By: Michael Martz; Richmond Times-Dispatch
Kiocia Wilkerson leaves for work on a GRTC bus each weekday morning at 7:17, seven minutes after loading her two children onto Richmond public school buses.
About 58 minutes later, after changing buses once, she arrives for work at the Maymont Preschool Learning Center, next to Amelia Street School where her autistic son, who will turn 5 next week, is a student.
This daily routine represents the beginnings of a transformed life for Wilkerson, a 27-year-old single mother in one of Richmond’s public housing projects. Her family is one of 18 public housing households in BLISS, or Building Lives to Independence and Self-Sufficiency, a new program under Mayor Dwight C. Jones’ ambitious anti-poverty initiative that wraps services around poor families looking for a way out.
“I actually have someone to call now,” Wilkerson said. “They actually help me work through my struggles, my barriers. They help me identify my barriers.”
The program, run by the city’s Office of Community Wealth Building, is an example of a comprehensive approach that other Virginia communities with high concentrations of poverty hope to emulate.
It also reflects a different way of looking at economic development for areas that are trying to foster a workforce with the skills for jobs in emerging industries.
“The whole idea of economic development is being re-thought,” said Jones, who attended a symposium conducted by The Aspen Institute in Washington last month on the theme “Can Inclusive Economic Development Build Better Jobs and a Stronger Regional Economy?”
“It’s not just about attracting businesses and creating jobs, but making sure that communities are prepared for the new businesses and jobs when they come,” said the mayor, who served in the House of Delegates for 15 years.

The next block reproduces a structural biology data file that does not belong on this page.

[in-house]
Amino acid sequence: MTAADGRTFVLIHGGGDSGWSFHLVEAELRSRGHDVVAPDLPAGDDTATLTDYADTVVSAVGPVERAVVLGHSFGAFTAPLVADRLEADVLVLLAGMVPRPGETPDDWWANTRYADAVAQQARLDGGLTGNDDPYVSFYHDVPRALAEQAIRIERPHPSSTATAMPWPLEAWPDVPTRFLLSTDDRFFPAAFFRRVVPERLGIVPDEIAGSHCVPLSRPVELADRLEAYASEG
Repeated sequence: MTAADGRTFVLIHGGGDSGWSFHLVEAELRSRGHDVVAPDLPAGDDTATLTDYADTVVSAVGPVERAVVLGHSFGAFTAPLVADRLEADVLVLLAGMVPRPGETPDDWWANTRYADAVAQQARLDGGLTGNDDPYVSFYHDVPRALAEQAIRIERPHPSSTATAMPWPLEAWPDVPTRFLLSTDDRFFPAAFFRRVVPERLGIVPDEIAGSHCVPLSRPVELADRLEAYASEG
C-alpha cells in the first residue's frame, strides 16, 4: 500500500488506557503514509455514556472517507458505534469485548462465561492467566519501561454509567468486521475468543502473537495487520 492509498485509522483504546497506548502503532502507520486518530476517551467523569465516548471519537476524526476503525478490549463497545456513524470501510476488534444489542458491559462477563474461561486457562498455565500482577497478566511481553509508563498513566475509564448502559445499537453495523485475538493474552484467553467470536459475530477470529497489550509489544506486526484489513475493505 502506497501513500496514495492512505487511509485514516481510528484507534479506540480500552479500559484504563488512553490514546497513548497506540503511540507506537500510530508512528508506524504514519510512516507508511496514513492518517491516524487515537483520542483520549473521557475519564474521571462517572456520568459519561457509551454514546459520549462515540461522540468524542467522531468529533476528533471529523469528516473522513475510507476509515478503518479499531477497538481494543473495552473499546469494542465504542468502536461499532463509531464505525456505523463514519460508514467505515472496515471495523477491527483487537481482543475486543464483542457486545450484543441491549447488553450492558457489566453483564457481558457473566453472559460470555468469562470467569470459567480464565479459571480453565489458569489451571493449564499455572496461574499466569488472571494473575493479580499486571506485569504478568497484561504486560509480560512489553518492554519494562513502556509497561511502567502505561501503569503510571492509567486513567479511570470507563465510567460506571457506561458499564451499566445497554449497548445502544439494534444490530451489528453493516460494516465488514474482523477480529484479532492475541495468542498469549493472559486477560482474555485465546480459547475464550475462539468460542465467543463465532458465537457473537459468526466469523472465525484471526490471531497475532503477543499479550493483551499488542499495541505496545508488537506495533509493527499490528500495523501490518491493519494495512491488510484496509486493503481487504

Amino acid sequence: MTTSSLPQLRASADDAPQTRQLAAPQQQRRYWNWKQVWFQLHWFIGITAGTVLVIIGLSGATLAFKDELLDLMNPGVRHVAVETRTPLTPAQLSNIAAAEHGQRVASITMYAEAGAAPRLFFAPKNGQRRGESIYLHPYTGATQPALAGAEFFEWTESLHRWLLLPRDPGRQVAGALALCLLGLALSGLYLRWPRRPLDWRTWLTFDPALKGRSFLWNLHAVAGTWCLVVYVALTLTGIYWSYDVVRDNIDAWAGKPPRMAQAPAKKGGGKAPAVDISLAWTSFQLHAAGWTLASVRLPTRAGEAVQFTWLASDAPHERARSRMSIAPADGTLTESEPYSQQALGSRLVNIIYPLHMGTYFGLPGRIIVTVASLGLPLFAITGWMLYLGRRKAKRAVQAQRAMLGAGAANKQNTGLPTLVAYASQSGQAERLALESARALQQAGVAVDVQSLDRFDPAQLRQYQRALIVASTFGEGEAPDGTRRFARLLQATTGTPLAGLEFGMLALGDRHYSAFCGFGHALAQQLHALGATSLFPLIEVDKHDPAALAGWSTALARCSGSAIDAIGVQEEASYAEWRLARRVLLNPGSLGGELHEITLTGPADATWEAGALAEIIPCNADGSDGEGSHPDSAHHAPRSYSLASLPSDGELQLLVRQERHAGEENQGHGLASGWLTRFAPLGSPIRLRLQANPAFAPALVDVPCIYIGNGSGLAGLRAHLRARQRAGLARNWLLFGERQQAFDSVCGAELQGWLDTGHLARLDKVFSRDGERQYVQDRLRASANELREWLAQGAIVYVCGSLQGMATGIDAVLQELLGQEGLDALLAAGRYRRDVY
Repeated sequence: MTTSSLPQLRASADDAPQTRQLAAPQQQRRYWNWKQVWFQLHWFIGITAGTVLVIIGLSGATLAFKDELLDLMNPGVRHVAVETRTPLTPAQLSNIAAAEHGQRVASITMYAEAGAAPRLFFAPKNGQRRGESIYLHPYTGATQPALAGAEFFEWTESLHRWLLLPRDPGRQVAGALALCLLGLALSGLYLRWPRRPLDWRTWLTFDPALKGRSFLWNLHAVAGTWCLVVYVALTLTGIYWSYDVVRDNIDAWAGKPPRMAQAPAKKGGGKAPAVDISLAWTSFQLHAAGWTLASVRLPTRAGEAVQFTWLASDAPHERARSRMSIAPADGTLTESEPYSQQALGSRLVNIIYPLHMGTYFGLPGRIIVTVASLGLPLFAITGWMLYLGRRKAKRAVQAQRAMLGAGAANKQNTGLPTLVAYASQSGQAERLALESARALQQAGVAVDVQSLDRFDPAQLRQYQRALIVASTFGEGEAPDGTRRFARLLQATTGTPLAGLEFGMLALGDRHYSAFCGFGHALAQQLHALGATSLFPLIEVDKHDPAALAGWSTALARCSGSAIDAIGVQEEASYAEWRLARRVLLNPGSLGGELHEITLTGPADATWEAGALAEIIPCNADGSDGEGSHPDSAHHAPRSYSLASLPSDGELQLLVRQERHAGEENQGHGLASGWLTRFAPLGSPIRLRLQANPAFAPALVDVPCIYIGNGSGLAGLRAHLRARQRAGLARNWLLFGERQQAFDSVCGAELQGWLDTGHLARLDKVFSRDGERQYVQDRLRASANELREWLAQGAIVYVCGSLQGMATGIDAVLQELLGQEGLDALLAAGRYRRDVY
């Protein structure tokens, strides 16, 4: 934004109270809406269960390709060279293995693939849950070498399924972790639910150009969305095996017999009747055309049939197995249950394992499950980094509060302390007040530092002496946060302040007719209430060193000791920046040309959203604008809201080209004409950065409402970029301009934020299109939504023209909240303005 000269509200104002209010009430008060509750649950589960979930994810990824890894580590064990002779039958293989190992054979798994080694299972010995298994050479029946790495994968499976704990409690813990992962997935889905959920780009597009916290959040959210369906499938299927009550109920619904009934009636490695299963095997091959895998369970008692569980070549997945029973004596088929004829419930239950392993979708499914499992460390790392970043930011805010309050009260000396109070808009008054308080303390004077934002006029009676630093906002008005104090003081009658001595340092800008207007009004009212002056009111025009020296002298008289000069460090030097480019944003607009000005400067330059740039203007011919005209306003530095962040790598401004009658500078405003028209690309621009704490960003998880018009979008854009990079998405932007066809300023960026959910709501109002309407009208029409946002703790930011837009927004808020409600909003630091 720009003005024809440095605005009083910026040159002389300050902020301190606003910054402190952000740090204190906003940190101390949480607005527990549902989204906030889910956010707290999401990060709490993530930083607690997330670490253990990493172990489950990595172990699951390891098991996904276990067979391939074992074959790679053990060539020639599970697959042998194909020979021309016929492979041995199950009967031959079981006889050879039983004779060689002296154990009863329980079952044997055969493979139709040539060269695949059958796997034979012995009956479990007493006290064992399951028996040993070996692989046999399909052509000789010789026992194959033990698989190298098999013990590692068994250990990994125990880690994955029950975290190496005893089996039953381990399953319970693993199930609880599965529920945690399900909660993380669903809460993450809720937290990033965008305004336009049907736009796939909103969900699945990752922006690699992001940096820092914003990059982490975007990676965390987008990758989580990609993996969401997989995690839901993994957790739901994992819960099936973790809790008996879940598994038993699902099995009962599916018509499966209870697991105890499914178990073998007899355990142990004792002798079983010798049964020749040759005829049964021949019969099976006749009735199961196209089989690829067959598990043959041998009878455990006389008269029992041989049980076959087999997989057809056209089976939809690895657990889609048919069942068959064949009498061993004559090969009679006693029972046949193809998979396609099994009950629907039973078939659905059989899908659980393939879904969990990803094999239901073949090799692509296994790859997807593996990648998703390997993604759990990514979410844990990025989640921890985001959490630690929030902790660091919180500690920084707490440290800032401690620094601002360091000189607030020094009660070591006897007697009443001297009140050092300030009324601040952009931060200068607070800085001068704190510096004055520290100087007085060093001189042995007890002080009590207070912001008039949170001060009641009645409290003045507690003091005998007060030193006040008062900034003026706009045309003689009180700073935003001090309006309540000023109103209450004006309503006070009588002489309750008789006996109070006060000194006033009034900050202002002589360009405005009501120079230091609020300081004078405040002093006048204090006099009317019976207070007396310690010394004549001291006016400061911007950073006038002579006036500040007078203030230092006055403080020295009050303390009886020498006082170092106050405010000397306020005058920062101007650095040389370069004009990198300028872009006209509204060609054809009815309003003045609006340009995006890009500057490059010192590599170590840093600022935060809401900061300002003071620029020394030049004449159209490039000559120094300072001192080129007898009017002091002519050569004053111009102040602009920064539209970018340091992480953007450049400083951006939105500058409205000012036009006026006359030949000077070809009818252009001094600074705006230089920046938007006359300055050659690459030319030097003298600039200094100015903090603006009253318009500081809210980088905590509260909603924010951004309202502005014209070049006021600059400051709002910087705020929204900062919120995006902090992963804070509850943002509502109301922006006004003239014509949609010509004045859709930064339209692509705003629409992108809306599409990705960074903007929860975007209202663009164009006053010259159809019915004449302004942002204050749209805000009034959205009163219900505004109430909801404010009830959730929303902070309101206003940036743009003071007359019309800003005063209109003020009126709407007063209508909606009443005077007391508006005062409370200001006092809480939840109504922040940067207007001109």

Virginia First Cities, representing Richmond and a dozen other urban areas plagued by high poverty rates, is seeking $11 million in funding from the pending biennial state budget to expand anti-poverty initiatives to bring people into the workforce.
“We have to figure out a way to lift more people out of poverty at a faster rate than people are falling into poverty,” said Thad Williamson, who has taken leave from his job as an associate professor at the University of Richmond to serve as the first director of the city’s Office of Community Wealth Building.
The challenge is particularly acute in Richmond, which a Harvard University study last year ranked as 48th-worst in the country out of almost 2,500 localities for the ability of children to advance into well-paying jobs.
Last month, The Commonwealth Institute for Fiscal Analysis created a disquieting map, based on newly released census data, that documented a 27 percent increase in the number of children living in neighborhoods with poverty rates above 40 percent from 2010 through 2014, compared with the previous five-year period.
In Richmond, 24 percent of children live in neighborhoods with poverty rates above 40 percent, and 64 percent live in areas where poverty is 20 percent or higher.
The dynamic is similar but less severe in other old cities, such as Portsmouth and Norfolk, while many rural localities also have children living in neighborhoods with a high level of poverty.
A rate of 40 percent or higher is considered an area of concentrated poverty, while 20 percent is the threshold for high poverty.
“We can’t ignore the fact that this poses a real challenge to our economic future,” said Michael J. Cassidy, president and CEO of The Commonwealth Institute and a member of the mayor’s anti-poverty commission.
Cassidy and other advocates say the concentration of poverty — and the many barriers to escaping it — should be addressed by the General Assembly as part of a fast-moving economic development initiative called the Virginia Growth and Opportunity Act, or GO Virginia.
The legislation, which has passed both chambers of the assembly and could be backed by as much as $39 million in new state incentives, would establish a state framework for economic development projects created by regional collaboration.
“Poverty eradication should be part of GO Virginia,” said Kelly Harris-Braxton, executive director of Virginia First Cities.
In the Richmond area, efforts to lift people out of poverty are part of a regional effort to prepare the workforce to fill the jobs needed by industries seeking to grow here.
“Something has to be done to draw these people and their families back into the economy,” said Kelly Chopus, executive director of the Robins Foundation and a member of the organizing council for the Capital Region Collaborative, a joint effort by the Greater Richmond Chamber and the Richmond Regional Planning District Commission.